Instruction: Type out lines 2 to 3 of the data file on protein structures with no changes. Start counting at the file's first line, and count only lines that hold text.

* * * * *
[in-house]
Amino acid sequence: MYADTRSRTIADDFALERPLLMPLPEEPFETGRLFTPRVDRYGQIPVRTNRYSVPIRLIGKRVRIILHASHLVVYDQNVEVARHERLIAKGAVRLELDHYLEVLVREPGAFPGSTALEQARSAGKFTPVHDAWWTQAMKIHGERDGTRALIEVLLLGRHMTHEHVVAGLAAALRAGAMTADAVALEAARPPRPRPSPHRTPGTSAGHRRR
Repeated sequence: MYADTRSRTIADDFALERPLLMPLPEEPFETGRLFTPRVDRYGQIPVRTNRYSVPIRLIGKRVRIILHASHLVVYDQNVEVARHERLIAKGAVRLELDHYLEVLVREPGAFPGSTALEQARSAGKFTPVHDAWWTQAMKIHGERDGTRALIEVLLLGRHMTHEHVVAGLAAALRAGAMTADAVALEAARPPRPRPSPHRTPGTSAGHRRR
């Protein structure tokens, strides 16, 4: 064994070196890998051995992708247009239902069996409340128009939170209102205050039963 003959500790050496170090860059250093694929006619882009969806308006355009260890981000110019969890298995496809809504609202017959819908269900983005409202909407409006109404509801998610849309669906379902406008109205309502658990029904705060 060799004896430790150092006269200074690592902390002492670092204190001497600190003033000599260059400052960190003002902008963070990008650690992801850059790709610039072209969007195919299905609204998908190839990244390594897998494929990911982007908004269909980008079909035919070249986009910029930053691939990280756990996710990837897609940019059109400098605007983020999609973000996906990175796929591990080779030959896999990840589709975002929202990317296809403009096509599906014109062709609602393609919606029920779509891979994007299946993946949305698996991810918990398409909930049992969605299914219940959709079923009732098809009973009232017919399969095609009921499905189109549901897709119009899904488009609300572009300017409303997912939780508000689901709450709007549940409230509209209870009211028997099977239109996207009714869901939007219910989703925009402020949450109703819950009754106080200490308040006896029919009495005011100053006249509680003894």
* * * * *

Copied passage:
Amino acid sequence: MYADTRSRTIADDFALERPLLMPLPEEPFETGRLFTPRVDRYGQIPVRTNRYSVPIRLIGKRVRIILHASHLVVYDQNVEVARHERLIAKGAVRLELDHYLEVLVREPGAFPGSTALEQARSAGKFTPVHDAWWTQAMKIHGERDGTRALIEVLLLGRHMTHEHVVAGLAAALRAGAMTADAVALEAARPPRPRPSPHRTPGTSAGHRRR
Repeated sequence: MYADTRSRTIADDFALERPLLMPLPEEPFETGRLFTPRVDRYGQIPVRTNRYSVPIRLIGKRVRIILHASHLVVYDQNVEVARHERLIAKGAVRLELDHYLEVLVREPGAFPGSTALEQARSAGKFTPVHDAWWTQAMKIHGERDGTRALIEVLLLGRHMTHEHVVAGLAAALRAGAMTADAVALEAARPPRPRPSPHRTPGTSAGHRRR